Once upon a time, there was a military program undertaken by the Department of Defense promising to refit the United States military with fighter jets including an “advanced airframe, autonomic logistics, avionics, propulsion systems, stealth, and firepower” while simultaneously promising to be the “most affordable, lethal, supportable and survivable aircraft ever to be used by so many warfighters across the globe.” All hallmarks of fifth-generation jet fighters, these features will be necessary for the United States to maintain its military edge in the air.
The program in question is, of course, none other than the F-35 Lightning II Joint Strike Fighter program. The tragic history of this project — which has ballooned from its original cost estimate of $233 billion to over $1 trillion — has produced a fresh tale of government waste and bureaucratic bloat.
Before I get into the outrage I feel as a budget hawk about the comically stupid excesses of the F-35 program, I want to frame this indignation with my general attitude towards defense spending as a defense hawk.
The Constitution is clear that the only mandatory function of the government to its people is to “guarantee to every State in this Union a Republican Form of Government, and shall protect each of them against Invasion.” In addition to being the only required government expense, strong defense spending is critical to ensure a competitive edge against growing threats to the United States and its interests around the world from malign actors like Russia, China, Iran, and North Korea. If Americans, our allies, and our broader foreign policy priorities are secured by a robust, wisely-spent defense budget, I say the return on investment from this spending comes back in spades.
That brings us to the matter of the F-35 program.
It would be both reasonable and — from a national defense perspective — proper to dedicate hefty federal appropriations if the F-35 was actually capable of the advances the program boasts. The program’s promise to deliver a next-generation fighter sounds great in isolation, but how would the fighter handle a real combat situation where the environment is uncontrolled and unpredictable? The short answer: Poorly.
In a news report from The Daily Beast, aptly titled “America Is Stuck With a $400 Billion Stealth Fighter That Can’t Fight,” author David Axe uncovered the astonishing detail that if the F-35 “has to climb at a steep angle in order to dodge an enemy attack, design flaws mean the plane might suddenly tumble out of control and crash.” As the Pentagon considers putting the aircraft into full production, this should be a glaring concern.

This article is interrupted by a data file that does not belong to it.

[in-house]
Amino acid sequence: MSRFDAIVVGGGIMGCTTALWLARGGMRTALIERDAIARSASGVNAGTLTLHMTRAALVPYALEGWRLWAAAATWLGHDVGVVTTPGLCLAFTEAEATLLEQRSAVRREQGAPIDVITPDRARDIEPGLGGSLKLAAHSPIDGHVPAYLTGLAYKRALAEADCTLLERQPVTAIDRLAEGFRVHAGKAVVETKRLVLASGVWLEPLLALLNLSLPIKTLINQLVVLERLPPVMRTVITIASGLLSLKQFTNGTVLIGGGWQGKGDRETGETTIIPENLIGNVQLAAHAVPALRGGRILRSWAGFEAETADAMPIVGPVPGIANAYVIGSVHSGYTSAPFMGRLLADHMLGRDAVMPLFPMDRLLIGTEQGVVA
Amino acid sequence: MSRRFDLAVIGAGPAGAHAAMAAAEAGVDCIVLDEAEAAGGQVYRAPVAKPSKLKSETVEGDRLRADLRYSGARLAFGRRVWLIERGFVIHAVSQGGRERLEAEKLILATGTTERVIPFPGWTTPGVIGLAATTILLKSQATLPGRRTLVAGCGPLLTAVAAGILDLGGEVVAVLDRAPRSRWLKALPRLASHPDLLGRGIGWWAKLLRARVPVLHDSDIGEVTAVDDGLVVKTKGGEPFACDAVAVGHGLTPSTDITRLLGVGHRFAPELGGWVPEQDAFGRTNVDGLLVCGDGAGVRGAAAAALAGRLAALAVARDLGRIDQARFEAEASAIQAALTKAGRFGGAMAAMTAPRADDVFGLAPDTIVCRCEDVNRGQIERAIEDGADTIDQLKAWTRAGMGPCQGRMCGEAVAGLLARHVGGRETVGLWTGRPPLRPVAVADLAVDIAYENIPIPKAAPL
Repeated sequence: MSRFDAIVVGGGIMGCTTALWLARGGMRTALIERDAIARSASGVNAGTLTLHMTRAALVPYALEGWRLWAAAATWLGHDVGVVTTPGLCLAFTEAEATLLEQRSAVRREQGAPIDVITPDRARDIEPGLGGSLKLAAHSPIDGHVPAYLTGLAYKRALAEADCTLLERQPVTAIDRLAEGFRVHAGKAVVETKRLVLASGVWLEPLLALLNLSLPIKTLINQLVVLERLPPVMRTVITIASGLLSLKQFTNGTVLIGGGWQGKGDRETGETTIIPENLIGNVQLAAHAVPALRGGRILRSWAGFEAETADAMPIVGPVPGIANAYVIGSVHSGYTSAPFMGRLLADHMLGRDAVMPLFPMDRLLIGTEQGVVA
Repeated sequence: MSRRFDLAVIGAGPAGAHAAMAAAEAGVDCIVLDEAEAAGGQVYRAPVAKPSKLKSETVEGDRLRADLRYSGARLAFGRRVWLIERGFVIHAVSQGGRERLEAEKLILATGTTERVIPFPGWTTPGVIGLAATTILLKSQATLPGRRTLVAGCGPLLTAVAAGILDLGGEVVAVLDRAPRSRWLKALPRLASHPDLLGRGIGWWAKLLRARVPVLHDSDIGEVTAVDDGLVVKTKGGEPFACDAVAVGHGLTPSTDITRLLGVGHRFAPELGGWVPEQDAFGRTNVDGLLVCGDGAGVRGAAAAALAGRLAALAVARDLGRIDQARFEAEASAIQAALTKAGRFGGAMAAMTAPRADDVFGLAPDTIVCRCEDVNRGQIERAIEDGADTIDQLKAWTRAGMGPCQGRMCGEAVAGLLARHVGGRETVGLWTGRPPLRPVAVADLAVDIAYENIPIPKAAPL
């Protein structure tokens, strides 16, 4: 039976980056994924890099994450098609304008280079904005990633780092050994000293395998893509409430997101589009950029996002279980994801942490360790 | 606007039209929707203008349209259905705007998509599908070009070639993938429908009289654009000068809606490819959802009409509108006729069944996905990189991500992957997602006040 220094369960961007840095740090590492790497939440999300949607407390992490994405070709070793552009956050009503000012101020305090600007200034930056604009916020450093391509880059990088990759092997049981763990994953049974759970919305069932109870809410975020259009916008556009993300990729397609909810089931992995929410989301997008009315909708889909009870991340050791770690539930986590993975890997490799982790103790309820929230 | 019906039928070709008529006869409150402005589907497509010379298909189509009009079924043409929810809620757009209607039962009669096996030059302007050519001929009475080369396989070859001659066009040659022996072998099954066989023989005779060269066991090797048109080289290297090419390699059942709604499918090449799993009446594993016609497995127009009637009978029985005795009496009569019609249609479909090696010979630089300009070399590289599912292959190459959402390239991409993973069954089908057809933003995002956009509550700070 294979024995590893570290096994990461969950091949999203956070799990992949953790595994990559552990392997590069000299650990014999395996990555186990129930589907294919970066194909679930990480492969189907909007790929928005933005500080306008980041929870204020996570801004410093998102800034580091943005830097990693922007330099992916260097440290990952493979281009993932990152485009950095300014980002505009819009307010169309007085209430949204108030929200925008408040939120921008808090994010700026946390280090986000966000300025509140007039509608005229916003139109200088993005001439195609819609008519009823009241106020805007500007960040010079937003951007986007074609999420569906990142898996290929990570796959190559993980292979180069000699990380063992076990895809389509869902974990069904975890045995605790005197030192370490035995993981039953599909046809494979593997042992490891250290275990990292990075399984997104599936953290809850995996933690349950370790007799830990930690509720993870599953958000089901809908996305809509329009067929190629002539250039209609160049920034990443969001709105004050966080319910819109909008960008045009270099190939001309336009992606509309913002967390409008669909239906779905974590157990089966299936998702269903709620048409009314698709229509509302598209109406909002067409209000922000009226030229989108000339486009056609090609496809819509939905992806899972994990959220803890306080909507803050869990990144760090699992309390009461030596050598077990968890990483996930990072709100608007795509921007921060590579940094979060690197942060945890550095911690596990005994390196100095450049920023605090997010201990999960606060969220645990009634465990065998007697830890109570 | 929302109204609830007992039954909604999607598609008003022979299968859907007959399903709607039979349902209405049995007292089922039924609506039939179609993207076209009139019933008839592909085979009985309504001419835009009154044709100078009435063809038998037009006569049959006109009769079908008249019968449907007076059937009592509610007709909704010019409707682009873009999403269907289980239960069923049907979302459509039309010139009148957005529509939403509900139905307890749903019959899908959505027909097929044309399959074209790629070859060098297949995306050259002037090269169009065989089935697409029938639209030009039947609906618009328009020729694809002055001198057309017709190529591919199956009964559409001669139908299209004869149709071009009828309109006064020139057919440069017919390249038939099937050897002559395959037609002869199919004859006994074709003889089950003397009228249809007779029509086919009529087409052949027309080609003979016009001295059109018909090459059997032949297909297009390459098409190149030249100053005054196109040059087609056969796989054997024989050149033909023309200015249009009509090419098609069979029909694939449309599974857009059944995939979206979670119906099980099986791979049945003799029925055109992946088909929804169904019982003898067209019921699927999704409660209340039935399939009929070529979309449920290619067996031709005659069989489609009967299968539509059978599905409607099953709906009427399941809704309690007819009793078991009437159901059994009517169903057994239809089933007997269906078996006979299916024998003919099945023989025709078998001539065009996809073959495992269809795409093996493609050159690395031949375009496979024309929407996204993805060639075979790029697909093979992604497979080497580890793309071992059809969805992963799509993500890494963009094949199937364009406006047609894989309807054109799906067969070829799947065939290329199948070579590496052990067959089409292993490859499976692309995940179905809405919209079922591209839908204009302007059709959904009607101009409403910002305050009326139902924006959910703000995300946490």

And the stealth fighter does not just fail at fighting. It also comes up short at stealth, a primary selling point for the entire project. Not only, as Axe’s exposé reveals, do the aforementioned speed restrictions make it “impossible for aviators to keep up with, or avoid, Russian and Chinese fighters flying faster than the speed of sound without any restrictions,” but a pilot traveling at too high a rate of speed runs the risk of stripping key stealth capabilities from the aircraft’s exterior.
To recap: the F-35 is a “state-of-the-art” stealth fighter that is only stealthy when it is slow-moving and only a fighter when it does not have to be in a bonafide combat situation. $1.5 trillion of taxpayer dollars well-spent!
The absurd nature of the F-35’s performance also serves as the perfect synecdoche for how government officials have been attempting to clean up the mess.
Bryan Berky has previously documented DoD complaints about facing “significant hurdles in obtaining cost data from [Lockheed Martin] for individual F-35 spare parts because the contracts have not been written to require those data from the outset of the program.” According to an inspector general report auditing the program, the DoD also never received requested “spare parts in accordance with contract requirements and paid performance incentive fees on the sustainment contracts based on inflated and unverified F‑35A aircraft availability hours.”
Put another way, the program might as well be running on autopilot while government officials struggle to conduct responsible oversight and police costs.
These damning reports expose the entire project as more of an airborne money pit than a military marvel. Few capture the outrage that ought to be felt by budget and defense hawks alike more than The Bulwark’s Jonathan V. Last, who reminds that “America has had technological air dominance for close to 80 years. We chose to hand this advantage away in exchange for fuzzy hopes for cost savings and the pacification of various bureaucratic power centers.”
All the promises of the F-35 being an affordable and advanced piece of military hardware can now be incontrovertibly viewed as bureaucratic happy talk meant to paper over the program’s myriad flaws and exorbitant cost overruns. In fact, these are the very reasons the late Senator John McCain gave to Pentagon overseers while skewering the entire project as a “scandal and a tragedy with respect to cost, schedule and performance.”
No one would dare doubt Sen. McCain’s legacy of commitment to U.S. national security and global standing, and his simultaneous contempt for waste and inefficiency is a balance which lawmakers should strive to emulate.
Defense spending is a vital government expense, but that alone does not absolve government officials of their duty to ensure defense spending is approached with care and consideration. The F-35 program is a perfect example of how reckless spending crusades have the added disadvantage of leaving Americans less safe. To prevent future errors of this scale, defense hawks and budget hawks alike should learn to start worrying and hate the F-35 program.
America’s fiscal stability and military edge depend on it.